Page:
Family pushes to reopen investigation into February officer-involved-shooting
and the death of George Floyd at the hands of a Minneapolis police officer, some protestors in Anchorage have begun to rally around a more local case.
Questions surrounding the details of a
have led to a push from family members and protesters to reopen the investigation.
“On February 16, 2020, my brother was shot around 3:30 in a parking lot near Merril Field,” said Desmond David-Pitts in an interview Saturday. David-Pitts’s 16-year-old brother, Lufilufilimalelei Polu, also known as Daelyn or Dre, died in the shooting. According to a report from the Department of Law’s Office of Special Prosecution, Polu, only identified as L.P. because of his age, reportedly pulled a gun from his jacket and fired it at officers during an early-morning traffic stop.
“The officers can be heard on the audio telling L.P. ‘don’t reach for it,’” the report reads.
The report goes on to detail that APD officer Jason Cusack fired at Polu three times from the rear window of the vehicle - Polu was a passenger - after Polu allegedly fired twice at another officer.
But that’s where David-Pitts says the information he saw about the bullets’ trajectory conflicts with the report.
“He is, presumably in the report, shot three times from the back, but only one connects with the back of his head, but yet two are shot right here,” he said, pointing to his forehead. “And the blood splatters up, so how?”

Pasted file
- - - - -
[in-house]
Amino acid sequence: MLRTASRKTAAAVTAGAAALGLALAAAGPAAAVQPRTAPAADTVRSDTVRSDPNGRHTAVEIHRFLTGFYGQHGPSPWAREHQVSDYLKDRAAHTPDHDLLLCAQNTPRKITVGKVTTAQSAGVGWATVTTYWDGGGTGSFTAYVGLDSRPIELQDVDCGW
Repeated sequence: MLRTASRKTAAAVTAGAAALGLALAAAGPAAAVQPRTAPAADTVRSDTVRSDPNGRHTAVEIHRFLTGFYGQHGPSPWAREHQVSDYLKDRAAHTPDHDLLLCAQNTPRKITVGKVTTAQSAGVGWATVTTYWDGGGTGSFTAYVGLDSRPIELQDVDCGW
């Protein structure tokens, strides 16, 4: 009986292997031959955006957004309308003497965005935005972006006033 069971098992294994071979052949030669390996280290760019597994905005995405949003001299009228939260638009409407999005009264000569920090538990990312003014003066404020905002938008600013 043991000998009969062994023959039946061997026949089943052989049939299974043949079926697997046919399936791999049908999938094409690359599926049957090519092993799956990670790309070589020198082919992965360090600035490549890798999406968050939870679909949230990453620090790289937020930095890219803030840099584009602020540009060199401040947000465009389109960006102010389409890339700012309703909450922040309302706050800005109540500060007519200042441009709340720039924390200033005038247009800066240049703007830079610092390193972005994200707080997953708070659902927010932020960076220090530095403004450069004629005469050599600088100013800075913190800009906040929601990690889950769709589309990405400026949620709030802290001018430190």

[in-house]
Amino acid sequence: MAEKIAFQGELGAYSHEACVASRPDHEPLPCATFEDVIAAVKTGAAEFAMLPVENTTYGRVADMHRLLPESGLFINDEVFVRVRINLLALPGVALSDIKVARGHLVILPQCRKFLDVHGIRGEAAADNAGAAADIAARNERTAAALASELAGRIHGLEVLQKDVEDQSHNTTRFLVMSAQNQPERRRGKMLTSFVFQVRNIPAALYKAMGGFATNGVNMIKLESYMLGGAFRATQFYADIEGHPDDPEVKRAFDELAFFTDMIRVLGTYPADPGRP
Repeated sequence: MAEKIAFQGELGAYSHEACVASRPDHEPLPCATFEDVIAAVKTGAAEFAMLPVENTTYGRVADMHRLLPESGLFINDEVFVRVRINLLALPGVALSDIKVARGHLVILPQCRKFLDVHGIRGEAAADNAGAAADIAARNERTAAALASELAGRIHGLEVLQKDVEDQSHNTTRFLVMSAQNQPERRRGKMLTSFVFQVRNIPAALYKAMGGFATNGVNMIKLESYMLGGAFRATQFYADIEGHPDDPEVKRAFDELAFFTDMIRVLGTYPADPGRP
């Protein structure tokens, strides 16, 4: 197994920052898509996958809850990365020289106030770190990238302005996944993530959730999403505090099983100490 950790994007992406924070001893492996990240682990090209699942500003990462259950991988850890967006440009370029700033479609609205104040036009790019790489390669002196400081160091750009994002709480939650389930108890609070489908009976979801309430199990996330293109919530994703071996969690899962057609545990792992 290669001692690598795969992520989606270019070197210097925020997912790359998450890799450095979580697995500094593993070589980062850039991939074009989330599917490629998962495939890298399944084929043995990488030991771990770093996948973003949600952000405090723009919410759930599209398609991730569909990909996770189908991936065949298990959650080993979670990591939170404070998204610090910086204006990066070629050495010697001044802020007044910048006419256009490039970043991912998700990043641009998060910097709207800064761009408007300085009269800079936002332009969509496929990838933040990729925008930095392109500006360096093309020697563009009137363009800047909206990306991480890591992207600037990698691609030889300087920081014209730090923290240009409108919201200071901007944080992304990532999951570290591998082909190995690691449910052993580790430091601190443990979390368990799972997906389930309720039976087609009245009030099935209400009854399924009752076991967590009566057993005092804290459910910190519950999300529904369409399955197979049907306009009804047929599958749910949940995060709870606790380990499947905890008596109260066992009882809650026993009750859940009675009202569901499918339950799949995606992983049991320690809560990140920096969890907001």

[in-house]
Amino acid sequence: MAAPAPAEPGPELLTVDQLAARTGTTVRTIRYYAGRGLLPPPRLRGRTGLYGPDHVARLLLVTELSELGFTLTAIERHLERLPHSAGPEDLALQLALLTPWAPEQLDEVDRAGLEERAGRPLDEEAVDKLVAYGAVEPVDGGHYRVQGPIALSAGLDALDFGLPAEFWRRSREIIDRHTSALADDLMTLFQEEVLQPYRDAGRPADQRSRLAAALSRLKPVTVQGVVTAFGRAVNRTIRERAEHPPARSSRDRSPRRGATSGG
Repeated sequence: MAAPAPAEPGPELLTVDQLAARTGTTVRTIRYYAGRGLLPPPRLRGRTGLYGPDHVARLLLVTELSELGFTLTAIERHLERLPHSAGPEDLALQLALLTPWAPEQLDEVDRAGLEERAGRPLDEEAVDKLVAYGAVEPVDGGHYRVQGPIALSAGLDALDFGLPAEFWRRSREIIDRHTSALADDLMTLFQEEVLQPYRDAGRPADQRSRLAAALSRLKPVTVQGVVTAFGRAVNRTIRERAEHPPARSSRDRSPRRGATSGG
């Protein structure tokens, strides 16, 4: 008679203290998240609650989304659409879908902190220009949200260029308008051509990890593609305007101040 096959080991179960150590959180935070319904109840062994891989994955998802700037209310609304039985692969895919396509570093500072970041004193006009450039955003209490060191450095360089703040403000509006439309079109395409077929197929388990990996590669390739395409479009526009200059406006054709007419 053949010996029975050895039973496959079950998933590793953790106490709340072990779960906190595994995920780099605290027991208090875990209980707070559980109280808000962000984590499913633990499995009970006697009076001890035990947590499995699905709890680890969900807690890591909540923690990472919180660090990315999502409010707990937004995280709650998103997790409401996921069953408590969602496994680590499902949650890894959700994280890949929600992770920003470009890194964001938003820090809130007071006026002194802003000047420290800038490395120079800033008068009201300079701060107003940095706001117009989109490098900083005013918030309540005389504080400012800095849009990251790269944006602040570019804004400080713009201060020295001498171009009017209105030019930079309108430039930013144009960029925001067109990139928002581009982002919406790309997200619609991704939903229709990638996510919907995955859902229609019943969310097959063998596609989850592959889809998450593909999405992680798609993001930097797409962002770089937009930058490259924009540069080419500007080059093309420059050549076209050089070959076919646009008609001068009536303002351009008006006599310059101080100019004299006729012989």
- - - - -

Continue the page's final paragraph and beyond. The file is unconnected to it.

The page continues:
The report goes on to conclude that Cusack was justified in his use of deadly force.
“When Officer Cusack fired at L.P., he was acting in defense of himself and Officer Vanderbunt, who had just been shot and who was continuing to try to disarm L.P.”
However the report only addresses the legality of Cusack’s actions.
“I did not review this matter to determine if the officers’ conduct was appropriate under any use-of-force policy, nor do I express an opinion as to the appropriateness of any applicable policy,” wrote Assistant Attorney General Jenna Gruenstein in the report.
David-Pitts, unsatisfied by that conclusion, organized a protest Friday against police violence, but also demanding that the investigation be reopened.
“Justice for Dre,” joined cries of “black lives matter, no justice, no peace,” and “I can’t breathe” that weekend as David-Pitts participated in several other rallies in Anchorage and Palmer.
“I want conversation, I want communication, I want reciprocation.” he said. “I demand all of this, and I think they can do that, they’re just choosing not to.”
But David-Pitts may be getting some conversation soon. In an email to KTUU Monday, the Office of Special Prosecutions confirmed they will reach out and meet with the family before deciding whether or not to reopen the investigation.
A spokesperson for the Anchorage Police Department said in an email Tuesday that "APD turned the investigation over to the Office of Special Prosecution at the State of Alaska Department of Law. Any inquiries about the outcome of the investigation should be directed to OSP."